Wednesday, September 25, 2013

kid's garb blitz: Elizabethan Coif

We're switching back to my daughter's Elizabethan outfit today.

I had figured that a new headdress was in order way back in the planning stages for this outfit, but it wasn't until I used an old pink linen cap for her kirtle photo shoot that I realized how badly she needed a better hat. Since the whole outfit is Elizabethan, it made sense to make a coif suitable for the mid-to-late 15th century.

Coifs of this period seem to come in a wide variety. While there is plenty of evidence in the art of the time that coifs were plain (white or cream colored linen being the likely material), there is also a very large number of extant coifs that display varied types of embroidery styles. The colors used on the embroidery also create a layer of variability, as some used just black threads, while others, closer to the 17th century, used colored silks.

I love doing embroidery, and I certainly wouldn't balk at the opportunity to create an embroidered 16th century coif, but I just can't justify spending that time and energy for a coif for a 3-year old, who's head is still growing. I do, however, love how these embroidered caps look, and for the end result of the outfit I have in mind, the more decorated look would be the nicer touch.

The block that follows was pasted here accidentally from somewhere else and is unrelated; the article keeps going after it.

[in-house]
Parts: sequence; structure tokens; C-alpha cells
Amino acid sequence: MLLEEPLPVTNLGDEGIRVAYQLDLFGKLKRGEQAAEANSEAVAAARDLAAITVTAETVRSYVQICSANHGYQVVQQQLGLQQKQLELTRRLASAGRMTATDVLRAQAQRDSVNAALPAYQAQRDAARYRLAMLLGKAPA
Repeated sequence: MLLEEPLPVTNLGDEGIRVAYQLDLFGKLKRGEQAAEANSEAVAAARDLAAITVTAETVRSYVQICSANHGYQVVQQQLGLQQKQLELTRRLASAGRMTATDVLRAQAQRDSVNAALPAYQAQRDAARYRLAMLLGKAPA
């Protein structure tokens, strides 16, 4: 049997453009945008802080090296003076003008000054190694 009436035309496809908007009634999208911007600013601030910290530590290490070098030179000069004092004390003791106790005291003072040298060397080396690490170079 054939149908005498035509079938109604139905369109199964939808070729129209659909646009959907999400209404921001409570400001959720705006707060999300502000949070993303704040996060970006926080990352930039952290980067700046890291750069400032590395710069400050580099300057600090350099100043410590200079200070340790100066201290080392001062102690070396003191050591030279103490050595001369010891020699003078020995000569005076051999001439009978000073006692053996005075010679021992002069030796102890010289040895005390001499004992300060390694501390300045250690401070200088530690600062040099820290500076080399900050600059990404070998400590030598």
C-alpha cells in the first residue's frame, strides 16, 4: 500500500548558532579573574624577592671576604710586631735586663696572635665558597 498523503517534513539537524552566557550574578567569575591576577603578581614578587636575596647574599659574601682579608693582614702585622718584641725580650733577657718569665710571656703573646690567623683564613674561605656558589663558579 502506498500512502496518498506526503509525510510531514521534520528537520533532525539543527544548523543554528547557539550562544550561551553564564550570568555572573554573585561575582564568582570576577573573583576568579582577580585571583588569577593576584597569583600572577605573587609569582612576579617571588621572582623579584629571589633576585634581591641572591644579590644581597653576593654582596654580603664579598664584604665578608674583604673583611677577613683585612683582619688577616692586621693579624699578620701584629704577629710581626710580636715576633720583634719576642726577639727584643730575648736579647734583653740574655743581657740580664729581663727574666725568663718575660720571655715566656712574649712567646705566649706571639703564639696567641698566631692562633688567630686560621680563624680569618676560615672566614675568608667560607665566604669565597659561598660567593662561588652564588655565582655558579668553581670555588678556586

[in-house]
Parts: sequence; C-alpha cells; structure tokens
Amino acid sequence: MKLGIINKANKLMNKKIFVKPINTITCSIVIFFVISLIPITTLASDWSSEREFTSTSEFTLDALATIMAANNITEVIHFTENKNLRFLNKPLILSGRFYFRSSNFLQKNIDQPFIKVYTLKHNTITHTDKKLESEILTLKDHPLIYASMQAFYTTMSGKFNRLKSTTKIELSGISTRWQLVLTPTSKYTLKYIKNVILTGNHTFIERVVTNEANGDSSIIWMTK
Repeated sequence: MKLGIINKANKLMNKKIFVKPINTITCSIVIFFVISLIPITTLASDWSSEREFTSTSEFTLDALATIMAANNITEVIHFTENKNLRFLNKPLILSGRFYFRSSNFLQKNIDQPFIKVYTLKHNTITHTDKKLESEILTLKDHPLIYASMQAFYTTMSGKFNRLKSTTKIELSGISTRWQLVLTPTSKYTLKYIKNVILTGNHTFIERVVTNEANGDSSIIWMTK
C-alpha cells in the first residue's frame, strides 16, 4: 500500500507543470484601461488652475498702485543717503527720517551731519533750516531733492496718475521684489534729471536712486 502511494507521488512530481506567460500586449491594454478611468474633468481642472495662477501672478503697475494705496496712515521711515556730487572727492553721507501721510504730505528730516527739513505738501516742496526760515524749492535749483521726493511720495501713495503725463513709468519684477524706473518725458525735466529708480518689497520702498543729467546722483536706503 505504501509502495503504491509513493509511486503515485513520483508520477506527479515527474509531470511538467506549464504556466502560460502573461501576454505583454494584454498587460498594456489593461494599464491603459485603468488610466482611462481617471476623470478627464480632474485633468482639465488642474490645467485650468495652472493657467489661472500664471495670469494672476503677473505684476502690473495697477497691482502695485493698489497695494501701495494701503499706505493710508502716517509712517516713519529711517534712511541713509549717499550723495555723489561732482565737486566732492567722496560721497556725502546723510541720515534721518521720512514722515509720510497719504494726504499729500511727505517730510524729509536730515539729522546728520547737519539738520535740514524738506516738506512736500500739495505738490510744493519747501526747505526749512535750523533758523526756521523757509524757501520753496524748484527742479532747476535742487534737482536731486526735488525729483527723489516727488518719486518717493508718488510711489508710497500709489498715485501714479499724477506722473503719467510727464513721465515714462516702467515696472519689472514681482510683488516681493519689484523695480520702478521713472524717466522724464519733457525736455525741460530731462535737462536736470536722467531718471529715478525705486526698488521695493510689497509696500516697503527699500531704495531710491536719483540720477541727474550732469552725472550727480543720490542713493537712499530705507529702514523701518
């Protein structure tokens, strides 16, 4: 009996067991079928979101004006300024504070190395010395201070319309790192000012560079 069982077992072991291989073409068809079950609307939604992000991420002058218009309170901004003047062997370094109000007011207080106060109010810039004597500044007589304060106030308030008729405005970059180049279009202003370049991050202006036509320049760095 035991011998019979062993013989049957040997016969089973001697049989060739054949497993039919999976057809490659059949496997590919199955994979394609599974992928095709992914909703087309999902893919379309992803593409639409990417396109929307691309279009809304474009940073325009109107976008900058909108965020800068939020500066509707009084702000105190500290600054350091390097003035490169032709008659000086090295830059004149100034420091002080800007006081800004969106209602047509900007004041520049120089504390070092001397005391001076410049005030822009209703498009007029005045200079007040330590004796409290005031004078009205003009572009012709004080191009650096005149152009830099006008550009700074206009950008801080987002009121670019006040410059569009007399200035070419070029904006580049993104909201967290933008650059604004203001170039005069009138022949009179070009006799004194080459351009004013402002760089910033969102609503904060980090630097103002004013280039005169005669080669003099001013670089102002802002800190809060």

So I decided to do a "faux-work" coif using a patterned material. It took a bit of searching at the fabric store, but eventually I found a pretty cream-colored cotton with a small-scale floral pattern in dark brown. I also picked up a cream-colored linen from the remnant bin. It's not perfect, but it's fine for a little girl, and the feeling of the embroidered coifs is definitely evoked.

Before I did anything with the fabric, though, I needed to sort of exactly how to create the coif. Luckily, many intrepid costumers have gone before me, and it was fairly easy to figure out the logistics of turning the flat piece into a 3D hat. What I didn't know, though was how to get the correct sizing.

Eventually, I decided to take some measurements and see how they applied to the piece, knowing how the whole thing would eventually sit on the head. It took some trial and error, but eventually, I came up with this measuring method:

Keep in mind that you're working with half the pattern here, so if you measure around your head for D and C, make sure to divide that in half. The C measurement should fall roughly at the nape of your neck and just at the front line of your ears. The D line should go out to about the outside of your cheekbone.

The trick was to keep the measurements loose to account for gathers and bulkiness of the hair. I also created a toile from the pattern these measurements created, and made some minor stylistic adjustments (most notably removing the severe peak at the top front). I also used a scrap piece of fabric for a forehead cloth stand-in during this stage. After seeing a fitting photo series on Morgan Donner's Sewing Party blog, I decided that the easiest way for the coif to stay in place on my daughter's head was to utilize the friction of the forehead cloth.


With the pattern figured out, I moved on to the real deal. With a piece each of the linen and the cotton, I put them right sides together, and folded them in half so that the cotton was wrong sides together on the inside.